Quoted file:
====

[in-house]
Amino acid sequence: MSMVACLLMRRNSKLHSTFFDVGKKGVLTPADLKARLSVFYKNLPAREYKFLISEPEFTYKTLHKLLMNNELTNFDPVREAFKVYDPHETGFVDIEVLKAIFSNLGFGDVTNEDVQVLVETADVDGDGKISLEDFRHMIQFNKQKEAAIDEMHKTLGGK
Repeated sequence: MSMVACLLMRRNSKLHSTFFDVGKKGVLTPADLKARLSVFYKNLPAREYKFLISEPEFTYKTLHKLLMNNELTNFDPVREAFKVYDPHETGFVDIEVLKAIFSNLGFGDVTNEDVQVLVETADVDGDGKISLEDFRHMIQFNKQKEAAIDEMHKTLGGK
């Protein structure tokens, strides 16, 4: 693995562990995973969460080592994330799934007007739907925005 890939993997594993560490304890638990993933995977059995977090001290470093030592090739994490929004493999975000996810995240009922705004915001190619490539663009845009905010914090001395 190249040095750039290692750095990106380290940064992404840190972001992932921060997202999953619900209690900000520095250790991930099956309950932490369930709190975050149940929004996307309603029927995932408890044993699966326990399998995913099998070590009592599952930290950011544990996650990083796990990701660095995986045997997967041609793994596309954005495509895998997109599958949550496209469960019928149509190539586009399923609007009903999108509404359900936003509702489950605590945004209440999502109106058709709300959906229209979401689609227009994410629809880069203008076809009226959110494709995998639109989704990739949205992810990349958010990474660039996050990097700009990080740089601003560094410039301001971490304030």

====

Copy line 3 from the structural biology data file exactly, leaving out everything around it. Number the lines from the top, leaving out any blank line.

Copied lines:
Repeated sequence: MSMVACLLMRRNSKLHSTFFDVGKKGVLTPADLKARLSVFYKNLPAREYKFLISEPEFTYKTLHKLLMNNELTNFDPVREAFKVYDPHETGFVDIEVLKAIFSNLGFGDVTNEDVQVLVETADVDGDGKISLEDFRHMIQFNKQKEAAIDEMHKTLGGK